Customer Service Tip: Don’t Call Your Clients Stupid

I have a professional blogger friend who is quite tech proficient.  To stay on top of her game she regularly attends blogging and social media classes.  Our conversations after these workshops are typically a lot of fun.  She excitedly tells me what she learned, and we talk about how we can apply it to our own businesses.  Well…last week was different.  She was pissed.  It turns out that the workshop was good, but the presenter turned her off.  Their email conversation started innocent enough, but then it went sour:

Friend:  Thanks for the presentation.  I was looking over my notes, and I missed step 4.  Could you please re-send it.  Thanks!

Presenter: Hi. Step 4 was X.  Now, let me tell you about the paid series I’m doing next month.  It only costs $XXXX dollars and will teach you a lot.  You can even make money promoting the event.

Friend: Thanks for following up with me, but the event isn’t in my budget right now.

— Okay, the conversation could’ve ended here.  If the presenter really wanted her as a client, he could’ve offered a payment plan or asked her if she wanted to be added to his mailing list to keep her updated on future programs.  Well, that’s not what he did.  Instead he said this —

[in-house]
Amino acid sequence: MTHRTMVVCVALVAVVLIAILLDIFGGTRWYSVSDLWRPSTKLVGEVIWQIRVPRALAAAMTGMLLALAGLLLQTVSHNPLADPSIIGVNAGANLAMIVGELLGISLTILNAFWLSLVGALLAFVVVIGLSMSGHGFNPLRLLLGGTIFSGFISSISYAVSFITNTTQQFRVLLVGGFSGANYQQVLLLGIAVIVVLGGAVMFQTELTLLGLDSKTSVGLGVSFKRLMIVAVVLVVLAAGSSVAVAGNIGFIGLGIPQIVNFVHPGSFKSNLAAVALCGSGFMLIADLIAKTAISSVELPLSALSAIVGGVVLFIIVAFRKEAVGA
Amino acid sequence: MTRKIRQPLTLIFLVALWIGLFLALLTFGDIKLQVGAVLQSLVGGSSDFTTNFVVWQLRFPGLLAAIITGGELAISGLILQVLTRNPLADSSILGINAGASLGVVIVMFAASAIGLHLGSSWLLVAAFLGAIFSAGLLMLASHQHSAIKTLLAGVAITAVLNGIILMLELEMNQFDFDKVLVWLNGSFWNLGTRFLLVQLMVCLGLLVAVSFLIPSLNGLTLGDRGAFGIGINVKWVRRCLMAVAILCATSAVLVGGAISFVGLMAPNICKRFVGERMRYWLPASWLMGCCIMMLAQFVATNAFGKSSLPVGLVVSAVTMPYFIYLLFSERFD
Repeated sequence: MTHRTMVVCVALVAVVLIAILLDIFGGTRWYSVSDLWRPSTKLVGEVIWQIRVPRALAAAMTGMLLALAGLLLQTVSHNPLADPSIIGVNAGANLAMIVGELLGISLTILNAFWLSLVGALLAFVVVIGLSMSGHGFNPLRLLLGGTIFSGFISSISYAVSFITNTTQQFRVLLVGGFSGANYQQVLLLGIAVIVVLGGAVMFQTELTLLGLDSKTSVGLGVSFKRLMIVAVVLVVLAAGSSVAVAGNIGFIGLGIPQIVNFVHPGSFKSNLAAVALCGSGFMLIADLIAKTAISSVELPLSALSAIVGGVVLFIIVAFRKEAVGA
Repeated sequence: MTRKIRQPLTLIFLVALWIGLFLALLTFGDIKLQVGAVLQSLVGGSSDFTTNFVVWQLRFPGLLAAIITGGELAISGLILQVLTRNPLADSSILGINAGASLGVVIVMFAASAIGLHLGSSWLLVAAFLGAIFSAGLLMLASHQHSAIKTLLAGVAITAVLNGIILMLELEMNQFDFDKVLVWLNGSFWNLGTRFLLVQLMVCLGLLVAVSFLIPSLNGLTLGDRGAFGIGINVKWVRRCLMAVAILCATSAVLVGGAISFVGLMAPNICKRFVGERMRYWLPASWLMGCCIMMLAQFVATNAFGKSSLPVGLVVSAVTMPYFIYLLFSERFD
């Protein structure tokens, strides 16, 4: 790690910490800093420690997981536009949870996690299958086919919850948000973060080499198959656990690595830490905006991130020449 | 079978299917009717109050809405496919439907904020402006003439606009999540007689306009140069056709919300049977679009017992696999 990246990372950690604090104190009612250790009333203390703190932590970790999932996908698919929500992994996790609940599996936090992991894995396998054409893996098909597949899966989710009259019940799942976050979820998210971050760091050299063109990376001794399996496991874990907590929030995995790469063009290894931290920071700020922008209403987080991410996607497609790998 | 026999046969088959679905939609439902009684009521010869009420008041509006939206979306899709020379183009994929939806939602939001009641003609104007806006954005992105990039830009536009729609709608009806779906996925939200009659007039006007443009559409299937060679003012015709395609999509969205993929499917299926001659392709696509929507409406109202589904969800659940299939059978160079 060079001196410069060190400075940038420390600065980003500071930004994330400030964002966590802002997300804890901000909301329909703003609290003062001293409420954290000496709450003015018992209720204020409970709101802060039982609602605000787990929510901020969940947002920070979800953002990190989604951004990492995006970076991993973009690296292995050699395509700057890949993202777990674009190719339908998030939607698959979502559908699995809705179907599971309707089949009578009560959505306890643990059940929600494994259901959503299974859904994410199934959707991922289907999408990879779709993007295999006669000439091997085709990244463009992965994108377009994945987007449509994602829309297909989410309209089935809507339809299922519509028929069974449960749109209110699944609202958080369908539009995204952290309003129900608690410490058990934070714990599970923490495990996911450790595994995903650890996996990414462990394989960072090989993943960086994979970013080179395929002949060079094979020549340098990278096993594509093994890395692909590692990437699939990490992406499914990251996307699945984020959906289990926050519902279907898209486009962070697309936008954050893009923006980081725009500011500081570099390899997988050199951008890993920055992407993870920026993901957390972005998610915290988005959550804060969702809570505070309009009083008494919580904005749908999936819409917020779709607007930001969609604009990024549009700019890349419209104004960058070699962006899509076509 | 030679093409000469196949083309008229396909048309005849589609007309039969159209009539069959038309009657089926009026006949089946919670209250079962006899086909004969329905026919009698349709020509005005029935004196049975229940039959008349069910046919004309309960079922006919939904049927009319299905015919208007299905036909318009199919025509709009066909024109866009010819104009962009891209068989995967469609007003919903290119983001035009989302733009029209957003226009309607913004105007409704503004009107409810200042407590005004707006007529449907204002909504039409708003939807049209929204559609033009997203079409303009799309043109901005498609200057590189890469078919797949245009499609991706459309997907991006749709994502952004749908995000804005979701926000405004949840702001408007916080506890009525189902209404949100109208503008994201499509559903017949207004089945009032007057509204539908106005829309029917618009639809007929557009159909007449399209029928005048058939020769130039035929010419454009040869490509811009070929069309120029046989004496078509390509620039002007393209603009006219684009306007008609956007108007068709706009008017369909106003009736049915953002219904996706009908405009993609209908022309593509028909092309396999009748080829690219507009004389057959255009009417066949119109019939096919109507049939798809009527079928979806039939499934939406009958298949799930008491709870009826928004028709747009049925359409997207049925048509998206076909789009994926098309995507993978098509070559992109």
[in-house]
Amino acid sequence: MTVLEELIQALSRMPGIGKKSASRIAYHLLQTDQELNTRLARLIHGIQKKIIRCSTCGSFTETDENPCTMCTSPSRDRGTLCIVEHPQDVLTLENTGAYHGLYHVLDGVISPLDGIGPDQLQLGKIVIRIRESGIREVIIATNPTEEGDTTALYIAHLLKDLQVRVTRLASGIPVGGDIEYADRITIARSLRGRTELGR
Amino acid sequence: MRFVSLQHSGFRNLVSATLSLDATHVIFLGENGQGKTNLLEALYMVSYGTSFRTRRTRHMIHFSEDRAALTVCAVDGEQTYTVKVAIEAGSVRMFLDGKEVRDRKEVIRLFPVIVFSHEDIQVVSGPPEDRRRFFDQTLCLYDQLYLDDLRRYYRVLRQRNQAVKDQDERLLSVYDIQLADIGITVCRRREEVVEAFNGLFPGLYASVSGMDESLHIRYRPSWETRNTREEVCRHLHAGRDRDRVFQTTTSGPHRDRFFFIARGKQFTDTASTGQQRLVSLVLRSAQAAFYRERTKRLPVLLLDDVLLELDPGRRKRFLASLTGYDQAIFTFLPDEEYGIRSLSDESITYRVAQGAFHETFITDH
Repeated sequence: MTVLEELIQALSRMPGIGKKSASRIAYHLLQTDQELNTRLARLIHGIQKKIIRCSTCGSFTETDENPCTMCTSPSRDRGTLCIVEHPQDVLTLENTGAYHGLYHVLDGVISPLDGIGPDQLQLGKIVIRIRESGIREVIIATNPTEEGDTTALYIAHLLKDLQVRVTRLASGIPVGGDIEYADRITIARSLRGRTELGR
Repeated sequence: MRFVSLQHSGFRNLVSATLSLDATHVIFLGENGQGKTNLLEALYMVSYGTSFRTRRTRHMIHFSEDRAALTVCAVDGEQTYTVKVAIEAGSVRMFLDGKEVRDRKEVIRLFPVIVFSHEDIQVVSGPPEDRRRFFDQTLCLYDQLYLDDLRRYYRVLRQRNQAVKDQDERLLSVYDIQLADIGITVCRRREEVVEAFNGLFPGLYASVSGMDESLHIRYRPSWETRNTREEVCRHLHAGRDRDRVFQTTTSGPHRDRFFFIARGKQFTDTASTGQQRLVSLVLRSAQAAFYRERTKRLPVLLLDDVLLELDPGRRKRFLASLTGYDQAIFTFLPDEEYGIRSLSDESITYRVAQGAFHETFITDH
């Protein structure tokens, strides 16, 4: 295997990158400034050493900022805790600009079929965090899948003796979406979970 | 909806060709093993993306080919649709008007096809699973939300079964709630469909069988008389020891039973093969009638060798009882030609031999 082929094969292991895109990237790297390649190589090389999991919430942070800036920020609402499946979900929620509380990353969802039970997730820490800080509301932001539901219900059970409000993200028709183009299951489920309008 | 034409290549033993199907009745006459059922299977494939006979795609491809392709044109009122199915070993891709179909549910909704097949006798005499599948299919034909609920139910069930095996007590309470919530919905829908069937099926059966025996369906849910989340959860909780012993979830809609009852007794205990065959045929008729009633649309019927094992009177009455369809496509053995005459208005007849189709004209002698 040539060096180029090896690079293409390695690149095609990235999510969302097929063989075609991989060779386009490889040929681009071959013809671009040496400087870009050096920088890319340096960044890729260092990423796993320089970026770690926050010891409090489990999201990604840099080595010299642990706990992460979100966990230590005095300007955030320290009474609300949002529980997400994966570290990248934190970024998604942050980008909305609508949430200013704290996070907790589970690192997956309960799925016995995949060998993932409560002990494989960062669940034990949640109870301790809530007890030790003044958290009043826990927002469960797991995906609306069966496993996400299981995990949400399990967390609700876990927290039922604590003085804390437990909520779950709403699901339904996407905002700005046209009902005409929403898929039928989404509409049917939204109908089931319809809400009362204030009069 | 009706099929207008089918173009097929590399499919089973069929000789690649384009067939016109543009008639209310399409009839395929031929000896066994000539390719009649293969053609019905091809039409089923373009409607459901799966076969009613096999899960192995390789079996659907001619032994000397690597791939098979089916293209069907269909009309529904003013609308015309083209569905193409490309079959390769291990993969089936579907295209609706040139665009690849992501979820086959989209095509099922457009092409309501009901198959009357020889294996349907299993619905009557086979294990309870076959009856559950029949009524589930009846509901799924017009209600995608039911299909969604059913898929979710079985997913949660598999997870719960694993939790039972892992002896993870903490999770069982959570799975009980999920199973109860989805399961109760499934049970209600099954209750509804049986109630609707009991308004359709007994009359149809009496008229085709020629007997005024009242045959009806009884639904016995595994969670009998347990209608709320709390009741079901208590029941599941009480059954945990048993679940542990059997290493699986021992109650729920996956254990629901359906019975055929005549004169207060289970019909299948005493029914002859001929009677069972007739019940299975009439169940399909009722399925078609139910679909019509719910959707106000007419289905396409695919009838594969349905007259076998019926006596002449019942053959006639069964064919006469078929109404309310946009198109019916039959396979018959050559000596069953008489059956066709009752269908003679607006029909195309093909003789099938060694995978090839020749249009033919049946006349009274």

Presenter: I really think you should attend the event.  Like I said, if you promote the event with the latest social media tools, you can even make money registered other people – but you probably don’t know how to do that because you haven’t taken my course yet.  Maybe you do, but I’m just trying to help you out.

— Huh?  If you didn’t catch the part that made her angry, re-read the last couple of lines from the presenter.  He tried to sell her a workshop, an expensive one at that, by insulting her intelligence.  I don’t know about you, but calling me stupid does NOT make me want to buy your products.  Apparently it doesn’t work on my friend either.  What’s even funnier is that she knows how to use the latest social media tools already and has a large network.  If the presenter approached her correctly, she easily could’ve sold a few registrations for him.

Though names have not been used to protect the guilty, this blog post is evidence that stories of poor customer service can spread quickly.  Keep that in mind during your next customer interaction.  Selling is expected; insults are not.

Has something like this happened to you?  I’d love to hear how you handled it.

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About Dequiana Jackson

Dequiana Jackson, CEO of Inspired Marketing, Inc., is a small business marketing coach who shows women entrepreneurs how to use solid marketing strategies to turn their life’s passion into a profitable, service-based business. Dequiana is the author of Know Your Business: How to Attract Ideal Clients & Sell More and runs the award-winning blog, Entrepreneur-Resources.net.

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